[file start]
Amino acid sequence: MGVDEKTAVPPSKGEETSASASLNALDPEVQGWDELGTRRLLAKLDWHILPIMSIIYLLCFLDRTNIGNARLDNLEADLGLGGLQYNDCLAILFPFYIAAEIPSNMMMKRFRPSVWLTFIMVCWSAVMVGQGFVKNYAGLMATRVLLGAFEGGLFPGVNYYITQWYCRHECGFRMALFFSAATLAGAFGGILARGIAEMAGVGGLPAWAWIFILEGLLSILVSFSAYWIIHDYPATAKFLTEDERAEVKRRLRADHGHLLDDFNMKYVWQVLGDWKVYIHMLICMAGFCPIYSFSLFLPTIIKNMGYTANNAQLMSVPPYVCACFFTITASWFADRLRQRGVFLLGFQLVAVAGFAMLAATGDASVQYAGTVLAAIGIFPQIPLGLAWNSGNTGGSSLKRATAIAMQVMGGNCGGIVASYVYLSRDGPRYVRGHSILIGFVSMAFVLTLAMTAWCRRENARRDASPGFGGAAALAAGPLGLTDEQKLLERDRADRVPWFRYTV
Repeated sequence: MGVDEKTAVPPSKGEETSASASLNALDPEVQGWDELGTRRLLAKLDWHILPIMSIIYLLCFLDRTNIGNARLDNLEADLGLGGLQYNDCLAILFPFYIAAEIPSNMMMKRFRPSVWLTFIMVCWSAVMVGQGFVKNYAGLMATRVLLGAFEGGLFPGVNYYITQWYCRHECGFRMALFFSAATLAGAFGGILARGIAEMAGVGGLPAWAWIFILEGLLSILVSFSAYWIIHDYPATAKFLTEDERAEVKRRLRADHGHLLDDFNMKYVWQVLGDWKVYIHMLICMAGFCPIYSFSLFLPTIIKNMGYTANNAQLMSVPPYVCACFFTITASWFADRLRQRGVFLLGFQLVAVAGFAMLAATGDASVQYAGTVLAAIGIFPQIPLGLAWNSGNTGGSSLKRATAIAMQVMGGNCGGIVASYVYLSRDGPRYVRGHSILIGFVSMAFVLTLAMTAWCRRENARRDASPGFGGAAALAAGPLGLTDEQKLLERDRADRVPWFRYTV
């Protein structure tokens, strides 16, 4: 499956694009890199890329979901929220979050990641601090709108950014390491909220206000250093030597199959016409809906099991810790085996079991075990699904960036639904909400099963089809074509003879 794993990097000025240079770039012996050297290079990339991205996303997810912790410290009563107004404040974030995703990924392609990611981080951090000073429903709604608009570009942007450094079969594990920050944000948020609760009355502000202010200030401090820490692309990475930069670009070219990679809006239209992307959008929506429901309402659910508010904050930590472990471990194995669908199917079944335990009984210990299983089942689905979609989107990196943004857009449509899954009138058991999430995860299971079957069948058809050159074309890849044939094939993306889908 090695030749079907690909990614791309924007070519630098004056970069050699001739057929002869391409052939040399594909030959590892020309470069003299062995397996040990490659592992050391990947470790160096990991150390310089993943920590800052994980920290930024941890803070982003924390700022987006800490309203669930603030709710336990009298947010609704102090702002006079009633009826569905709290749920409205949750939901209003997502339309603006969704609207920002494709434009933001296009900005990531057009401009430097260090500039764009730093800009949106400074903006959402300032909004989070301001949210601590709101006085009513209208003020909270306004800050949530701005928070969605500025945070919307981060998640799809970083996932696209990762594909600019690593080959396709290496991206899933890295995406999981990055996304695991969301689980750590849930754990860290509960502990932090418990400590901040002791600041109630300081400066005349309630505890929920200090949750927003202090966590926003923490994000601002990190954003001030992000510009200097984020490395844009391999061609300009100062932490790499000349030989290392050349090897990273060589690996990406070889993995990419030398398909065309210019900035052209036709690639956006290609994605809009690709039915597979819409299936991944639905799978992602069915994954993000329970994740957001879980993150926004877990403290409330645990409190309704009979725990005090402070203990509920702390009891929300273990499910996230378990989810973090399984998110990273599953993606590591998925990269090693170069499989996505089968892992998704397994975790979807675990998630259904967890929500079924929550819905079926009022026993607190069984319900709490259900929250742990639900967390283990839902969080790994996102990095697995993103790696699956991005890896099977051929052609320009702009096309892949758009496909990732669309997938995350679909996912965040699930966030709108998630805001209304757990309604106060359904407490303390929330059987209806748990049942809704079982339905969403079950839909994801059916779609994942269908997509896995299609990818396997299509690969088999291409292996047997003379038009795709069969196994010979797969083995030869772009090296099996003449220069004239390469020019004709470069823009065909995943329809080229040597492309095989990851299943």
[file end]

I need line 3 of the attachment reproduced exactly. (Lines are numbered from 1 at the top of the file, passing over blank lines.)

């Protein structure tokens, strides 16, 4: 499956694009890199890329979901929220979050990641601090709108950014390491909220206000250093030597199959016409809906099991810790085996079991075990699904960036639904909400099963089809074509003879 794993990097000025240079770039012996050297290079990339991205996303997810912790410290009563107004404040974030995703990924392609990611981080951090000073429903709604608009570009942007450094079969594990920050944000948020609760009355502000202010200030401090820490692309990475930069670009070219990679809006239209992307959008929506429901309402659910508010904050930590472990471990194995669908199917079944335990009984210990299983089942689905979609989107990196943004857009449509899954009138058991999430995860299971079957069948058809050159074309890849044939094939993306889908 090695030749079907690909990614791309924007070519630098004056970069050699001739057929002869391409052939040399594909030959590892020309470069003299062995397996040990490659592992050391990947470790160096990991150390310089993943920590800052994980920290930024941890803070982003924390700022987006800490309203669930603030709710336990009298947010609704102090702002006079009633009826569905709290749920409205949750939901209003997502339309603006969704609207920002494709434009933001296009900005990531057009401009430097260090500039764009730093800009949106400074903006959402300032909004989070301001949210601590709101006085009513209208003020909270306004800050949530701005928070969605500025945070919307981060998640799809970083996932696209990762594909600019690593080959396709290496991206899933890295995406999981990055996304695991969301689980750590849930754990860290509960502990932090418990400590901040002791600041109630300081400066005349309630505890929920200090949750927003202090966590926003923490994000601002990190954003001030992000510009200097984020490395844009391999061609300009100062932490790499000349030989290392050349090897990273060589690996990406070889993995990419030398398909065309210019900035052209036709690639956006290609994605809009690709039915597979819409299936991944639905799978992602069915994954993000329970994740957001879980993150926004877990403290409330645990409190309704009979725990005090402070203990509920702390009891929300273990499910996230378990989810973090399984998110990273599953993606590591998925990269090693170069499989996505089968892992998704397994975790979807675990998630259904967890929500079924929550819905079926009022026993607190069984319900709490259900929250742990639900967390283990839902969080790994996102990095697995993103790696699956991005890896099977051929052609320009702009096309892949758009496909990732669309997938995350679909996912965040699930966030709108998630805001209304757990309604106060359904407490303390929330059987209806748990049942809704079982339905969403079950839909994801059916779609994942269908997509896995299609990818396997299509690969088999291409292996047997003379038009795709069969196994010979797969083995030869772009090296099996003449220069004239390469020019004709470069823009065909995943329809080229040597492309095989990851299943």